“The Grinch” steals Christmas yet again in latest adaptation

Steven Thompson

Dr. Seuss’ “How the Grinch Stole Christmas” was originally written as a children’s book before it was into an animated Christmas television special that aired on CBS in 1966. After airing every year since then, it’s become an annual holiday tradition. 

Courtesy of Universal Pictures

In 2000, “How the Grinch Stole Christmas” was transformed into a live-action movie. Under Ron Howard’s directorship, Jim Carrey offered a stellar performance as the Grinch and Sir Anthony Hopkins is unforgettable as the narrator.

Perhaps the only performer able to outshine Hopkins is Boris Karloff. Karloff was a multi-faceted, multi-dimensional English actor, whose voice has become the stuff of legend as the original Grinch and narrator.

From the television special in 1966 until the first movie in 2000, the basic storyline and title remains unchanged. The most notable differences between the two is the movie can’t be considered a cartoon, the obvious cast change and an updated theme to reflect the year 2000.  So how does the latest adaptation, directed by Yarrow Cheney and Scott Mosier, stack up to its predecessors?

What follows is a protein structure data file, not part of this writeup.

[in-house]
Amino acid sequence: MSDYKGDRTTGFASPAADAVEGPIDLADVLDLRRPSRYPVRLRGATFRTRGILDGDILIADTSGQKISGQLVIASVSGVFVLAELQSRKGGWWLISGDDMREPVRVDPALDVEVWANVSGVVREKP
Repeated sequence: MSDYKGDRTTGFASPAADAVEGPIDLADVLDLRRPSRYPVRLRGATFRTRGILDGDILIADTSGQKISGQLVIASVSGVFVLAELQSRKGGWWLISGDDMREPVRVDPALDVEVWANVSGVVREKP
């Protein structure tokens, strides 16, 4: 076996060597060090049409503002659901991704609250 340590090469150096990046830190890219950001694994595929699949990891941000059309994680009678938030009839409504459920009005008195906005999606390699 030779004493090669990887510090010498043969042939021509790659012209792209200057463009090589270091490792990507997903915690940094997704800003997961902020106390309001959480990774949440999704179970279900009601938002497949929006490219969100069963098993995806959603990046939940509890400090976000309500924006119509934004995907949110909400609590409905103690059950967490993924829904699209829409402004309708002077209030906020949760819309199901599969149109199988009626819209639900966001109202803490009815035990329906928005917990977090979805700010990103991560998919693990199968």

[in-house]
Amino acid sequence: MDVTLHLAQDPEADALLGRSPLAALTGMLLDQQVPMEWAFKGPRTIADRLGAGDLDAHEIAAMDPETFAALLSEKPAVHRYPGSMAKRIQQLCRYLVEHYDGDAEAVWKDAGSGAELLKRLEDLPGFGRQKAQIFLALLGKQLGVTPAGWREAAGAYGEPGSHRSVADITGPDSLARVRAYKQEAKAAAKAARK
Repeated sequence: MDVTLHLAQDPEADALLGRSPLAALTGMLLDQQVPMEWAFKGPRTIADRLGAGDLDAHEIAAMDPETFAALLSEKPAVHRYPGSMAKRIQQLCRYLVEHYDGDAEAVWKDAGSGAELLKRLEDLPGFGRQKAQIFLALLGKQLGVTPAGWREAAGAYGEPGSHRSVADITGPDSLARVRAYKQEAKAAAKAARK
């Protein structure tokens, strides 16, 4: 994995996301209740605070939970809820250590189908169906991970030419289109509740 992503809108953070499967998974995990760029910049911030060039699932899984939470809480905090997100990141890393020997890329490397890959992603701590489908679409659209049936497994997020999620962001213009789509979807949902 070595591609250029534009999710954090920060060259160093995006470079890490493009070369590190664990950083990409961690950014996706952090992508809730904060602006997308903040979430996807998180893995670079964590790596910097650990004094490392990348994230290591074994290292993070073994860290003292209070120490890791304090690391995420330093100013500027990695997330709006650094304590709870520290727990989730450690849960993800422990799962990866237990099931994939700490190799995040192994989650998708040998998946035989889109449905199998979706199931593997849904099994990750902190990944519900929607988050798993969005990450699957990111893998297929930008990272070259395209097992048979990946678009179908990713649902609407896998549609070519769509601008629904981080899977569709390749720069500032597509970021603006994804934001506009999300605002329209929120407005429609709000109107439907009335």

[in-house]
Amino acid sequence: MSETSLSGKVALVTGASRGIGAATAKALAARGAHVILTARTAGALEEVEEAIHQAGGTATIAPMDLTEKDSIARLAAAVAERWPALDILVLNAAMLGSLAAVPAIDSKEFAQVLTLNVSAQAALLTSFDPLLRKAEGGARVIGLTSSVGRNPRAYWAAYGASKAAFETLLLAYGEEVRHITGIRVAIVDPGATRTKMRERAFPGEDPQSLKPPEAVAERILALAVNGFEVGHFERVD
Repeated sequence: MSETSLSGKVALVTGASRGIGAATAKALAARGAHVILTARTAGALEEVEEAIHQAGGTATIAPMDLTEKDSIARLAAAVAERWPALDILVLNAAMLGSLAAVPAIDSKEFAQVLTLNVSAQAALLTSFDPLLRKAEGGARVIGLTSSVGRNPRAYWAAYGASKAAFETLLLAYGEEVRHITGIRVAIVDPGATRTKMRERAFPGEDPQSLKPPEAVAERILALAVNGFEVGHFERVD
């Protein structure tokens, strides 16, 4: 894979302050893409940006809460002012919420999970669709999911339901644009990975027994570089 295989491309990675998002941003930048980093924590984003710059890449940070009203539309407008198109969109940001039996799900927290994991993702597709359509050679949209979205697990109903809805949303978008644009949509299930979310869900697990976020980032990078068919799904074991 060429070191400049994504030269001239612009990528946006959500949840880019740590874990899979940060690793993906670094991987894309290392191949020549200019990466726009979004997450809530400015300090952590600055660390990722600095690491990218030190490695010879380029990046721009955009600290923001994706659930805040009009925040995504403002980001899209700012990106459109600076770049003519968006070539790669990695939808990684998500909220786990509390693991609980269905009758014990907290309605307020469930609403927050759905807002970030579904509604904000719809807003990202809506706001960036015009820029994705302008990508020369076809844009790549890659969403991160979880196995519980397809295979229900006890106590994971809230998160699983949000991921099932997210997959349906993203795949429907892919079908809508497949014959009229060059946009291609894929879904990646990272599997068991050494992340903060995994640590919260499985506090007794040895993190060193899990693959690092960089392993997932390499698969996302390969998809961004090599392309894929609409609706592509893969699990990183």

Cheney and Mosier’s take on the classic tale, titled simply “The Grinch,” makes a few tweaks to the formula of the original. 

In the 2018 movie, the village of Whoville is shown more broadly than its two predecessors, and sweet heroine Cindy Lou Who is older than before. Until now, Whoville has always been depicted as something of a utopia. But in this version, Cindy’s mother is single and she is struggling to make ends meet. This addition of everyday struggle adds a new layer to the film that hasn’t been seen before, and allows the audience to be even more empathetic towards Cindy Lou and the other residents of Whoville. 

The Grinch, who is played by Benedict Cumberbatch, plots a maniacal plan to ruin Christmas festivities for the sweet people of Whoville. Cumberbatch does a good job as the Grinch but he is not as good as some of his predecessors.

Meanwhile, Cameron Seely is amazing as Cindy Lou and moviegoers should be excited to see what she does next.

The plot of the movie remains mostly unchanged from the original. The Grinch’s maniacal plan to ruin Christmas is still his central goal, and the people of Whoville remain as resilient as ever. The theme of family, friends, community and sharing still rings strong, and the updated visuals give the message an added glamour. 

“The Grinch” is a delicious holiday treat that can be enjoyed by the entire family and by the end of the movie, will fill the grumpiest human being with holiday cheer. Each offering of Dr. Seuss’ “How the Grinch Stole Christmas” represents the sign of times. All three adaptions represents the timeless tug of war of good versus evil. But this is the only one of the three that show the people of Whoville as everyday people with everyday problems, which adds a bit of relatability for modern moviegoers. 

Rating: 3/5 sails

For more information or news tips, or if you see an error in this story or have any compliments or concerns, contact [email protected].